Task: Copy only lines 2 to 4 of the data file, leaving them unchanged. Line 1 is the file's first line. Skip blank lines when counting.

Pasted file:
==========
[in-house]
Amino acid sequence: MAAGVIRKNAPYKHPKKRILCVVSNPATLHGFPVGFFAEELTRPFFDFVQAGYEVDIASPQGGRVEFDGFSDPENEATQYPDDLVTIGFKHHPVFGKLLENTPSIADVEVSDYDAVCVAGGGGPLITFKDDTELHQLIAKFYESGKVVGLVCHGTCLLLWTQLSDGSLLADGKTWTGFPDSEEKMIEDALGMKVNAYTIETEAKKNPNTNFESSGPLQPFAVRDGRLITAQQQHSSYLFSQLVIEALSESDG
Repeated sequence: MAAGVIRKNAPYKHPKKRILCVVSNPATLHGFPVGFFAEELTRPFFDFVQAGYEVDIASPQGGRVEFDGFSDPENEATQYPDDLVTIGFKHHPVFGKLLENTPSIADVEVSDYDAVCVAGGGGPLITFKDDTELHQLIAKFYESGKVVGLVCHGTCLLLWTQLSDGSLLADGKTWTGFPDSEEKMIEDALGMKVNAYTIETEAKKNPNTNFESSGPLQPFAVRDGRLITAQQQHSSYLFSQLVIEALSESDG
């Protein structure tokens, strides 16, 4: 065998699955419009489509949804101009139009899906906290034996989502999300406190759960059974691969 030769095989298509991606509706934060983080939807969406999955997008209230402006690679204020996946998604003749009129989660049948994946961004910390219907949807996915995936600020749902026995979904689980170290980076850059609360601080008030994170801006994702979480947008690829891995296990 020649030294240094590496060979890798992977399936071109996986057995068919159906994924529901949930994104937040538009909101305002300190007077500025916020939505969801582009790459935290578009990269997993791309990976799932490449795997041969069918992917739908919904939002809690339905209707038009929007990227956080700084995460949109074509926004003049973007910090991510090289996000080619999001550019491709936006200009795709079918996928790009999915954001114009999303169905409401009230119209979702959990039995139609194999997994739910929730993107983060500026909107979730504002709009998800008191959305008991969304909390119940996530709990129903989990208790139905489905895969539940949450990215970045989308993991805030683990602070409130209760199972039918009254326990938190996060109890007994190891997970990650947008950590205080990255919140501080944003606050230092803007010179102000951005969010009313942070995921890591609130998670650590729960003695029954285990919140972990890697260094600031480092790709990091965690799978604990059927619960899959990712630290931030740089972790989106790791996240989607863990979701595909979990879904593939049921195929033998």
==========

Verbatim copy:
Amino acid sequence: MAAGVIRKNAPYKHPKKRILCVVSNPATLHGFPVGFFAEELTRPFFDFVQAGYEVDIASPQGGRVEFDGFSDPENEATQYPDDLVTIGFKHHPVFGKLLENTPSIADVEVSDYDAVCVAGGGGPLITFKDDTELHQLIAKFYESGKVVGLVCHGTCLLLWTQLSDGSLLADGKTWTGFPDSEEKMIEDALGMKVNAYTIETEAKKNPNTNFESSGPLQPFAVRDGRLITAQQQHSSYLFSQLVIEALSESDG
Repeated sequence: MAAGVIRKNAPYKHPKKRILCVVSNPATLHGFPVGFFAEELTRPFFDFVQAGYEVDIASPQGGRVEFDGFSDPENEATQYPDDLVTIGFKHHPVFGKLLENTPSIADVEVSDYDAVCVAGGGGPLITFKDDTELHQLIAKFYESGKVVGLVCHGTCLLLWTQLSDGSLLADGKTWTGFPDSEEKMIEDALGMKVNAYTIETEAKKNPNTNFESSGPLQPFAVRDGRLITAQQQHSSYLFSQLVIEALSESDG
């Protein structure tokens, strides 16, 4: 065998699955419009489509949804101009139009899906906290034996989502999300406190759960059974691969 030769095989298509991606509706934060983080939807969406999955997008209230402006690679204020996946998604003749009129989660049948994946961004910390219907949807996915995936600020749902026995979904689980170290980076850059609360601080008030994170801006994702979480947008690829891995296990 020649030294240094590496060979890798992977399936071109996986057995068919159906994924529901949930994104937040538009909101305002300190007077500025916020939505969801582009790459935290578009990269997993791309990976799932490449795997041969069918992917739908919904939002809690339905209707038009929007990227956080700084995460949109074509926004003049973007910090991510090289996000080619999001550019491709936006200009795709079918996928790009999915954001114009999303169905409401009230119209979702959990039995139609194999997994739910929730993107983060500026909107979730504002709009998800008191959305008991969304909390119940996530709990129903989990208790139905489905895969539940949450990215970045989308993991805030683990602070409130209760199972039918009254326990938190996060109890007994190891997970990650947008950590205080990255919140501080944003606050230092803007010179102000951005969010009313942070995921890591609130998670650590729960003695029954285990919140972990890697260094600031480092790709990091965690799978604990059927619960899959990712630290931030740089972790989106790791996240989607863990979701595909979990879904593939049921195929033998």